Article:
Publication Type
Article
Keywords
Adult
Female
Finland
Follow-Up Studies
Humans
Job Satisfaction
Male
Organizational Culture
Prognosis
Questionnaires
Regression Analysis
Role
Sick Leave - statistics & numerical data
Socioeconomic Factors
Workplace
Abstract
The majority of the research on the effects of the psychosocial work environment on sickness absenteeism has focused on components of job strain and social support among public sector employees without stratification by socioeconomic status. The authors examined less-studied work-related psychosocial predictors of sickness absence in the private sector by socioeconomic status.
Questionnaire data on psychosocial factors at work were used to predict the rates of recorded short (1-3 days), long (4-21 days), and very long (over 21 days) sickness absences among 3,850 white- and blue-collar male and female employees in a large-scale enterprise. Multivariate Poisson regression models were adjusted for age, prior absence, and psychosocial factors at work.
In white-collar men, low role clarity was associated with a 3.0 (95% CI 1.3-7.1) times greater rate of very long absences than high role clarity. Low fairness in the division of labor predicted a 1.3-fold (95% CI 1.1-1.5) rate of long absences in blue-collar men. In blue-collar women, poor organizational climate was associated with a 1.6 (95% CI 1.0-2.5) times greater rate of short absence spells than favorable organizational climate but among white-collar women all associations between work-related psychosocial factors and sickness absenteeism were weak.
These findings indicate that the actions to reduce psychosocial risk factors of sickness absence should match the specific needs of each socioeconomic group.
PubMed ID
15762027 View in PubMed
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School neighborhood disadvantage as a predictor of long-term sick leave among teachers: prospective cohort study.

https://arctichealth.org/en/permalink/ahliterature145258
Source
Am J Epidemiol. 2010 Apr 1;171(7):785-92
Publication Type
Article
Date
Apr-1-2010
Author
Marianna Virtanen
Mika Kivimäki
Jaana Pentti
Tuula Oksanen
Kirsi Ahola
Anne Linna
Anne Kouvonen
Paula Salo
Jussi Vahtera
Author Affiliation
Finnish Institute of Occupational Health, Work, and Organizations, Helsinki, Finland. marianna.virtanen@ttl.fi
Source
Am J Epidemiol. 2010 Apr 1;171(7):785-92
Date
Apr-1-2010
Language
English
Publication Type
Article
Keywords
Adult
Child
Chronic Disease - epidemiology
Faculty - statistics & numerical data
Female
Finland - epidemiology
Health Status Disparities
Humans
Income
Male
Mental Disorders - epidemiology
Multivariate Analysis
Occupational Diseases - epidemiology
Poverty Areas
Prospective Studies
Regression Analysis
Residence Characteristics
Risk factors
Sex Distribution
Sick Leave - statistics & numerical data
Abstract
This ongoing prospective study examined characteristics of school neighborhood and neighborhood of residence as predictors of sick leave among school teachers. School neighborhood income data for 226 lower-level comprehensive schools in 10 towns in Finland were derived from Statistics Finland and were linked to register-based data on 3,063 teachers with no long-term sick leave at study entry. Outcome was medically certified (>9 days) sick leave spells during a mean follow-up of 4.3 years from data collection in 2000-2001. A multilevel, cross-classified Poisson regression model, adjusted for age, type of teaching job, length and type of job contract, school size, baseline health status, and income level of the teacher's residential area, showed a rate ratio of 1.30 (95% confidence interval: 1.03, 1.63) for sick leave among female teachers working in schools located in low-income neighborhoods compared with those working in high-income neighborhoods. A low income level of the teacher's residential area was also independently associated with sick leave among female teachers (rate ratio = 1.50, 95% confidence interval: 1.18, 1.91). Exposure to both low-income school neighborhoods and low-income residential neighborhoods was associated with the greatest risk of sick leave (rate ratio = 1.71, 95% confidence interval: 1.27, 2.30). This study indicates that working and living in a socioeconomically disadvantaged neighborhood is associated with increased risk of sick leave among female teachers.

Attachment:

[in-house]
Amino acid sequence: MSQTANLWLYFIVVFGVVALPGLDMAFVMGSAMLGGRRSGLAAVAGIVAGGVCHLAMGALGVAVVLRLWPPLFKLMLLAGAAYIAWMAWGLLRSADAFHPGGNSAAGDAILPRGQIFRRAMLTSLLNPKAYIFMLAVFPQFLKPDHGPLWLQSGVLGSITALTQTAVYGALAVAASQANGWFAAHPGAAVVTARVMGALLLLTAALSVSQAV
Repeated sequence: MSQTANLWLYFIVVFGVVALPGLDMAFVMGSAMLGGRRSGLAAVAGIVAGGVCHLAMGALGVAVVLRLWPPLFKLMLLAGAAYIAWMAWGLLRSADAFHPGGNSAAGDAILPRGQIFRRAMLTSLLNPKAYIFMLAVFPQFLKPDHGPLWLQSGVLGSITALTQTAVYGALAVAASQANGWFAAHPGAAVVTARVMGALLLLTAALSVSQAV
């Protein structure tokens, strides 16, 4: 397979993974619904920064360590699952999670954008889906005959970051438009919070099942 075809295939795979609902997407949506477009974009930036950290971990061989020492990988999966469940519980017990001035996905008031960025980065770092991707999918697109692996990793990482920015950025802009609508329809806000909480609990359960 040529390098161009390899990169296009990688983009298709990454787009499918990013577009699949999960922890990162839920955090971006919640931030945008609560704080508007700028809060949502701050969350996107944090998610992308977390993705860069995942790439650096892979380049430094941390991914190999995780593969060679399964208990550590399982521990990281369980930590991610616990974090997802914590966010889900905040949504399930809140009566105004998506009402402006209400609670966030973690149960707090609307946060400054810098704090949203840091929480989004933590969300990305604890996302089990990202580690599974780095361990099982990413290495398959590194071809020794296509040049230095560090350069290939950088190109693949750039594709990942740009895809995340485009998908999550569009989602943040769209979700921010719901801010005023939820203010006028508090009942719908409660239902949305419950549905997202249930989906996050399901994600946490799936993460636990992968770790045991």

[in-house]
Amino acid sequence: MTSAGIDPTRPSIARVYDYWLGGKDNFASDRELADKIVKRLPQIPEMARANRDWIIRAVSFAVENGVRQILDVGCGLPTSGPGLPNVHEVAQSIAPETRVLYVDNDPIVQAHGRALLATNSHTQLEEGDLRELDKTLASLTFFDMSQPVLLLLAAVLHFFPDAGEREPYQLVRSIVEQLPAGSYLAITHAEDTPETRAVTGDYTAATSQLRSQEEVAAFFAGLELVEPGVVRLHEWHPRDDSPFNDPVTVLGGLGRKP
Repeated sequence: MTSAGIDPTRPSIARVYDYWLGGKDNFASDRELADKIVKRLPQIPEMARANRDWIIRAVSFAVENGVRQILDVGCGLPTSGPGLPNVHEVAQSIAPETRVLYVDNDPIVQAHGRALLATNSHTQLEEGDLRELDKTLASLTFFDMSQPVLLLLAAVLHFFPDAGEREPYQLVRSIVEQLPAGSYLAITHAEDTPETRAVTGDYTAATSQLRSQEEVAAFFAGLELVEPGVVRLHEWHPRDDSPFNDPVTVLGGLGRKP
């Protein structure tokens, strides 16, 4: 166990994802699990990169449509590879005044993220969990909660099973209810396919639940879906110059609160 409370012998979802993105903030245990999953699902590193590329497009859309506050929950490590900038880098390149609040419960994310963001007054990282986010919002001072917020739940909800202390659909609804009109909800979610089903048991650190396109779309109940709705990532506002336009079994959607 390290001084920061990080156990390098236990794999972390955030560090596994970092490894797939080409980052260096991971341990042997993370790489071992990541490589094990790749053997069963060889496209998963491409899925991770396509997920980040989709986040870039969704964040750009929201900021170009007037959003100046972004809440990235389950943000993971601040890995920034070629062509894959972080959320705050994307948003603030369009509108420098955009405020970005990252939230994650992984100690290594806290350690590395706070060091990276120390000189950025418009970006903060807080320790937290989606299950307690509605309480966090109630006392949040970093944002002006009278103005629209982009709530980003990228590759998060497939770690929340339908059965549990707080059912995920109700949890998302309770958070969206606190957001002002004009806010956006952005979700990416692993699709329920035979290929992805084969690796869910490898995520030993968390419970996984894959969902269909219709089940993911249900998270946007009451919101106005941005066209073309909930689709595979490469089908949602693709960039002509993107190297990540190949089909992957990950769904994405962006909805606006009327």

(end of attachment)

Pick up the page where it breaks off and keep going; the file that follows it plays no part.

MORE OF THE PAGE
PubMed ID
20179159 View in PubMed
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Sickness absence and the organization of nursing care among hospital nurses.

https://arctichealth.org/en/permalink/ahliterature176724
Source
Scand J Work Environ Health. 2004 Dec;30(6):468-76; quiz 476
Publication Type
Article
Date
Dec-2004
Author
Mika Kivimäki
Arja Mäkinen
Marko Elovainio
Jussi Vahtera
Marianna Virtanen
Jenny Firth-Cozens
Author Affiliation
University of Helsinki and the Finnish Institute of Occupational Health, Helsinki, Finland. mika.kivimaki@ttl.fi
Source
Scand J Work Environ Health. 2004 Dec;30(6):468-76; quiz 476
Date
Dec-2004
Language
English
Publication Type
Article
Keywords
Adult
Female
Finland
Humans
Longitudinal Studies
Male
Middle Aged
Models, Nursing
Nursing Staff, Hospital - organization & administration
Patient care team
Personnel Staffing and Scheduling - organization & administration
Poisson Distribution
Regression Analysis
Sick Leave - statistics & numerical data
Abstract
Primary nursing and team nursing are two different ways of organizing nurses' work in hospital wards. This study examined whether primary nursing is associated with lower sickness absence rates than team nursing is.
Altogether 1213 nurses from 13 primary nursing wards and 13 team nursing wards participated in a 3-year observational study. The nurses' sickness absence records were linked with information on the organization of nursing in the wards.
After adjustment for demographic and ward characteristics, primary nursing, compared with team nursing, was associated with 26-42% higher annual rates of short (1-3 days) spells of sickness absence (P3 days) absences, depending on the year (P
PubMed ID
15633598 View in PubMed
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11 records – page 1 of 2.